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INTRODUCTION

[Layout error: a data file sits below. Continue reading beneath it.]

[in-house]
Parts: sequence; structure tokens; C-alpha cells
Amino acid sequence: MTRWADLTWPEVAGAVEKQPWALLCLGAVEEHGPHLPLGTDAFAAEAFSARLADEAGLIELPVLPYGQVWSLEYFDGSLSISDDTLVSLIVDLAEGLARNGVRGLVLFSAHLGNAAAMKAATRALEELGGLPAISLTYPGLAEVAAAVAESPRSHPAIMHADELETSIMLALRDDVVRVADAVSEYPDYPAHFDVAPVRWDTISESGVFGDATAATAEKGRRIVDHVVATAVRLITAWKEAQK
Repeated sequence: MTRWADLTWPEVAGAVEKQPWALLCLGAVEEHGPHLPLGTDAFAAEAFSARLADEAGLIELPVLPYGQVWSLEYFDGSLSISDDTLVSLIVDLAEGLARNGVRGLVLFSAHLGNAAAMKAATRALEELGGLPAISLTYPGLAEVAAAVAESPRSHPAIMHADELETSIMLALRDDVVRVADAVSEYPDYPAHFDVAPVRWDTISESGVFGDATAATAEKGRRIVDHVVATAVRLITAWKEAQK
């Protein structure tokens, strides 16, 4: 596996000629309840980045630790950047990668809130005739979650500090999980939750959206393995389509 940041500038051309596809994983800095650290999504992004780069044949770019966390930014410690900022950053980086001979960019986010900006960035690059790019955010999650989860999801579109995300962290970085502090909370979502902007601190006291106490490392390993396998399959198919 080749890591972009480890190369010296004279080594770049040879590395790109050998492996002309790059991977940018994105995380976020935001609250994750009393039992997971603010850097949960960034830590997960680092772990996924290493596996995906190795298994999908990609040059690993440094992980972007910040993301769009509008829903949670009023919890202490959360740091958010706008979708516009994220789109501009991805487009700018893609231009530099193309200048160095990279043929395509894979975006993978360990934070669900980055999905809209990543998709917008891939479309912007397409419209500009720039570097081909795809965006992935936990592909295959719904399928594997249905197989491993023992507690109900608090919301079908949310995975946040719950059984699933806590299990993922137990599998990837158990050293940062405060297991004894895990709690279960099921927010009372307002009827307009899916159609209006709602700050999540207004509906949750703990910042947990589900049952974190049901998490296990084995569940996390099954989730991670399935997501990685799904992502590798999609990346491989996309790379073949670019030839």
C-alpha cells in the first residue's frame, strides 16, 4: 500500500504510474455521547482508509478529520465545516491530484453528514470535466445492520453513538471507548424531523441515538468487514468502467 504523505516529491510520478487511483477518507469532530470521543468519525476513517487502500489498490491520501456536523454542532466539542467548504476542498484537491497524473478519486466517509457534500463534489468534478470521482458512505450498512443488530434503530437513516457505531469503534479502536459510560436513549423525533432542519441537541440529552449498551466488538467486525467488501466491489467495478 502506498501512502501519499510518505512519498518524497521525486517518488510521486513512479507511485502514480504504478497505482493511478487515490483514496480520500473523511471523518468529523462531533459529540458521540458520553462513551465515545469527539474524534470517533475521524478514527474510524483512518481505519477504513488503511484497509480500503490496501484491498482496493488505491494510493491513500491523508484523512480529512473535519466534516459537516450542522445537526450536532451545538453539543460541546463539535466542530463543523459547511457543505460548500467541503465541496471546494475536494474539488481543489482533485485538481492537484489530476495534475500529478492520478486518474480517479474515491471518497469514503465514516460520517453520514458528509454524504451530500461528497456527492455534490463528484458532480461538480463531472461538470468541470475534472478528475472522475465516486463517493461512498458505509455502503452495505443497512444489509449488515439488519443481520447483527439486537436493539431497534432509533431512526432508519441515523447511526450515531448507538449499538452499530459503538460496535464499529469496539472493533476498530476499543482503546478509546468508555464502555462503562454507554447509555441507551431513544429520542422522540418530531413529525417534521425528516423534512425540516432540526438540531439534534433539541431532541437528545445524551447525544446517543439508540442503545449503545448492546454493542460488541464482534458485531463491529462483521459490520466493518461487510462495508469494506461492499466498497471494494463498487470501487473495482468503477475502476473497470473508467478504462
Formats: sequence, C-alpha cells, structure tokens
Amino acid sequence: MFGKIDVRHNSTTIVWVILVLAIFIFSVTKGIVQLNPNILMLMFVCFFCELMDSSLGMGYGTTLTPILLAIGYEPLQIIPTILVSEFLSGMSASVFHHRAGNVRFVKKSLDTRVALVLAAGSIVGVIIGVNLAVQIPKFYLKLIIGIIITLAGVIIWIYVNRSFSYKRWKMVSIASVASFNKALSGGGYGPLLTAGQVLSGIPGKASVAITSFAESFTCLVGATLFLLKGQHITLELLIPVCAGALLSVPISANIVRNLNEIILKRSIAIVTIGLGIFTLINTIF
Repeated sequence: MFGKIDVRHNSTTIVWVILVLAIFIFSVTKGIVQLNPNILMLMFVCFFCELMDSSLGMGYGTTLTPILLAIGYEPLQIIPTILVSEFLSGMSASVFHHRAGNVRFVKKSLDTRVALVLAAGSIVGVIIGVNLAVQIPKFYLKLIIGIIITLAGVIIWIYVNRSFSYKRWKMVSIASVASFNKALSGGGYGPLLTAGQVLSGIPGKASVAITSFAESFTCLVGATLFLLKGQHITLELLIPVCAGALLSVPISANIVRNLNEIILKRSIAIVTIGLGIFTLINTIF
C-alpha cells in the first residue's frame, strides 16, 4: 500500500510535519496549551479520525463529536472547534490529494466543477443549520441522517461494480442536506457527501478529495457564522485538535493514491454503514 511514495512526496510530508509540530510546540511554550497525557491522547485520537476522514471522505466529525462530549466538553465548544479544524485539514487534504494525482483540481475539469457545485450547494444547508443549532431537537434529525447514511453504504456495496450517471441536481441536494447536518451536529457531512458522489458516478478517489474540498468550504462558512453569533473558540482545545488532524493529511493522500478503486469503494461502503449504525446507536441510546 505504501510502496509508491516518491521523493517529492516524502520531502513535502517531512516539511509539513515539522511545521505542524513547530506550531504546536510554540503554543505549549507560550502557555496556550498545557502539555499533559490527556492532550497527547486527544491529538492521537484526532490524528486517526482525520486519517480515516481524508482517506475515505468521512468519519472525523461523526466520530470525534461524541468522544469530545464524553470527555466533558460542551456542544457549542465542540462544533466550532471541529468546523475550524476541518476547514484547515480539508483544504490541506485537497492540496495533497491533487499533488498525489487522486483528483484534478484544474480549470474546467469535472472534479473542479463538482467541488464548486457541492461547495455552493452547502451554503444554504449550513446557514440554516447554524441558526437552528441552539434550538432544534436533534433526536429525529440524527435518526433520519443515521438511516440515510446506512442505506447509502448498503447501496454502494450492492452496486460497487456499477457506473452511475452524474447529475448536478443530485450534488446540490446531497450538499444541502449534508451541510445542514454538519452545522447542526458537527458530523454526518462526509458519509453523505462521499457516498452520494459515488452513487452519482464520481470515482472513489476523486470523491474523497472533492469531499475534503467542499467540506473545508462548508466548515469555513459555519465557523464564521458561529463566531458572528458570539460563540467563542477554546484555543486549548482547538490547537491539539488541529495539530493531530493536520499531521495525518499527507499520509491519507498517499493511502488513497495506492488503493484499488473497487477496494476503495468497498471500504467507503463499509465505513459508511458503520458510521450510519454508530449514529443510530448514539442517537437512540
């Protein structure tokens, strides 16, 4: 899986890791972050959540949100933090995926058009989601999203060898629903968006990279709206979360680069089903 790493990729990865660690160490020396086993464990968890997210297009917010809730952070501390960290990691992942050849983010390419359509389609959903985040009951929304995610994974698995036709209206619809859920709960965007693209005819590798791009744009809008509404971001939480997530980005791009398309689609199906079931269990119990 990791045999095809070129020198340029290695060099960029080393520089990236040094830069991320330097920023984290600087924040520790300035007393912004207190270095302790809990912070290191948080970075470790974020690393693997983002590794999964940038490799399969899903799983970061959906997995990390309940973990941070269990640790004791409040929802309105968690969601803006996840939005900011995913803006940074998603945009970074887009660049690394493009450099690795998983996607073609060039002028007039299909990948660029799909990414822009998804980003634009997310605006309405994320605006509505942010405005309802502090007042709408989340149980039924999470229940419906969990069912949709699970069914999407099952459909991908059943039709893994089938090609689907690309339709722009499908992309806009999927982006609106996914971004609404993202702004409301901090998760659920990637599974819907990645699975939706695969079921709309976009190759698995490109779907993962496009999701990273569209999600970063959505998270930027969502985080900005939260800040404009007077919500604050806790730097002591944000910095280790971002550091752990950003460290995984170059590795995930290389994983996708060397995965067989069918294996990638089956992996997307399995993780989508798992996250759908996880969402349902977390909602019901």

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IZAAK, son of Jervis Walton, came of a yeoman family long settled in Staffordshire, and was born on August 9, 1593, in the parish of St. Mary, Stafford. The customary spelling of his Christian name common in his day, and ordinarily used by himself. Having lost his father in his infancy, he came to London as a boy, and was apprenticed to a relative who was an ironmonger. Before he was twenty, a certain S. P., probably a Deptford clergyman named Page, dedicated to him his Love of Amos and Laura, to the second edition of which, in 1619, he prefixed an address to him, containing the line, No ill thing can be clothed in thy verse.' Walton, therefore, began early to write the innocent, if undistinguished, poetry of which later examples are preserved. In 1624 he opened a shop in Fleet Street, removing four years later to another a few doors away in Chancery Lane, in the same parish of St. Dunstan in the West. He took his share in various parochial duties, including even that of scavenger. His first wife, Rachel Floud, whom he married in 1626, was a relative of Archbishop Cranmer. The loss of their seven young children, no uncommon calamity in the crowded insanitary London of those days, and finally, in 1640, of his wife, clouded the happiness of his life; the outbreak of the Civil War found him, a convinced Royalist, in a hostile city and occasioned material losses ; and in 1644, when the king's cause seemed lost, he retired from business and left London, finding it dangerous', as Anthony à Wood writes,

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